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  • I have heard this fact that for ${\cal N}=3$ theories in $2+1$ with $N_f$ ${\cal N}=3$ matter fields the flavour symmetry group is $USp(N_f)$, $U(N_f)$ or $SO(2N_f)$ depending on whether the gauge representation in which it is lying is real (like adjoint) or complex (like fundamental) or pseudoreal.

    I would like to know of the proof (or reference) for the above.

The following questions stem from, this paper.

  • If I use the notation of $\phi_1$ and $\phi_2$ for the N=2 chiral multiplets in which the N=3 splits into (why? how?) then at least for the fundamental case why is $\phi_1$ and $\bar{\phi_2}$ in the same flavour representation?

    I guess I can legitimately use the notation of $\phi_1$ and $\phi_2$ to denote what is called $\tilde{Q}$ and $Q$ on page $7$ section $2.2$ of the above. Their notation seems to denote that there is some relationship between the fields $\tilde{Q}$ and $Q$ which I think is not true.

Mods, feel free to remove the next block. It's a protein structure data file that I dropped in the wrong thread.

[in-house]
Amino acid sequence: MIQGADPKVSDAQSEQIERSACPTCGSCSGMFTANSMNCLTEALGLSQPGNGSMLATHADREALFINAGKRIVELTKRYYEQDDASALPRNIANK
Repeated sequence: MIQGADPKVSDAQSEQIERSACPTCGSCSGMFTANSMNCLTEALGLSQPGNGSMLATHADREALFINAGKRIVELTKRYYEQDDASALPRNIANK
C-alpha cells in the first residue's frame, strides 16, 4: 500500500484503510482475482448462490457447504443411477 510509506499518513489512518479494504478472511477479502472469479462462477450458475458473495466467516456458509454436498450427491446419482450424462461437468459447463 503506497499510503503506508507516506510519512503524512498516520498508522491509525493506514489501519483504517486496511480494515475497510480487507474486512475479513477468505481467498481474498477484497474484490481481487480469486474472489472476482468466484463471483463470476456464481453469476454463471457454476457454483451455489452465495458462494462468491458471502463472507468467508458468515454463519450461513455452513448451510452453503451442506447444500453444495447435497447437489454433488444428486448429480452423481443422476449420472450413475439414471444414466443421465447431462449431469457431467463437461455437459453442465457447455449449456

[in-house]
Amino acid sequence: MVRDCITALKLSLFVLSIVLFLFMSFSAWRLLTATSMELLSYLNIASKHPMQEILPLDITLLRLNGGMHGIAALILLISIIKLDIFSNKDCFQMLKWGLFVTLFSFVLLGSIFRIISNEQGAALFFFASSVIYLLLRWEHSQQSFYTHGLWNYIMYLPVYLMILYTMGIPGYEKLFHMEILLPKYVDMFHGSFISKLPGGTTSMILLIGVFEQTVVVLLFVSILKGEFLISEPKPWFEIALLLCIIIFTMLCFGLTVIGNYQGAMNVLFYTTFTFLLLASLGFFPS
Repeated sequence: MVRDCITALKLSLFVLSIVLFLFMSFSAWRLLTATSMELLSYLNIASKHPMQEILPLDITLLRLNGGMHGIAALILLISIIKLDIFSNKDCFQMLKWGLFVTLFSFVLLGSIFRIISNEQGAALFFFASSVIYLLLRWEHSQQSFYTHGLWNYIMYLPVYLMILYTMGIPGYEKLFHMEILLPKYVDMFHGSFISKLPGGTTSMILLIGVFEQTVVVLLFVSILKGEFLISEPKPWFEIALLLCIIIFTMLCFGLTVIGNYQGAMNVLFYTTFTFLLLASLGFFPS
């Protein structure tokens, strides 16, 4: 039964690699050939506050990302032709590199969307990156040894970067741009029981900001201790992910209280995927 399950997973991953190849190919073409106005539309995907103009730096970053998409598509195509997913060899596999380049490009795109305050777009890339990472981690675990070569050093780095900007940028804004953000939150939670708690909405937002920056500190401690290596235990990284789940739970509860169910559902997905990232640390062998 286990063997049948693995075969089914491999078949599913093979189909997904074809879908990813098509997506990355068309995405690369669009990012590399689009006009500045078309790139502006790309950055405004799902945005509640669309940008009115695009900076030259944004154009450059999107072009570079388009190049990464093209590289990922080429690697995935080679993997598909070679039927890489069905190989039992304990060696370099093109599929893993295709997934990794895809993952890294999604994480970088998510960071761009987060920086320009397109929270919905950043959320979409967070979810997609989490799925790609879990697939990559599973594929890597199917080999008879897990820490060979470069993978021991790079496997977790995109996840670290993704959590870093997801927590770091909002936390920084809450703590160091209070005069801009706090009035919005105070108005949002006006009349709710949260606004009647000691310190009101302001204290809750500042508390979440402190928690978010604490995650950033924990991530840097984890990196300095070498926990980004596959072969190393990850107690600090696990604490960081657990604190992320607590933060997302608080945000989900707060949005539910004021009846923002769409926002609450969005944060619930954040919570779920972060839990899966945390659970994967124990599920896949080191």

• If $\phi_1$ and $\phi_2$ ${\cal N}=2$ multiplets are in the same ${\cal N}=3$ multiplet then why are $\phi_1$ and $\bar{\phi_2}$ in the same flavour representation and their respective conjugates in the conjugate flavour representation?

Apparently this has got to do with two facts,

  • that the coupling is $(\phi_1 T^a \phi_2)^2$ in the deforming potential to ${\cal N}=2$ (..equation 2.9 in the paper linked above..)

  • and that the SU(2) R-symmetry of ${\cal N}=3$ rotates in a spin-1/2 representation the 2-tuples $(\phi_2, \phi_1)$, and $(-\bar{\phi_1}, \bar{\phi_2})$ (..equation A.2 page 31 of the above linked paper..)

    And what is the explicit action of the $SU(2)$ R-symmetry which rotates the above 2-tuples? And around the above equation A.2 why is are these two 2-tuples called "scalrs"? Aren't they full ${\cal N}=2$ chiral multiplets?

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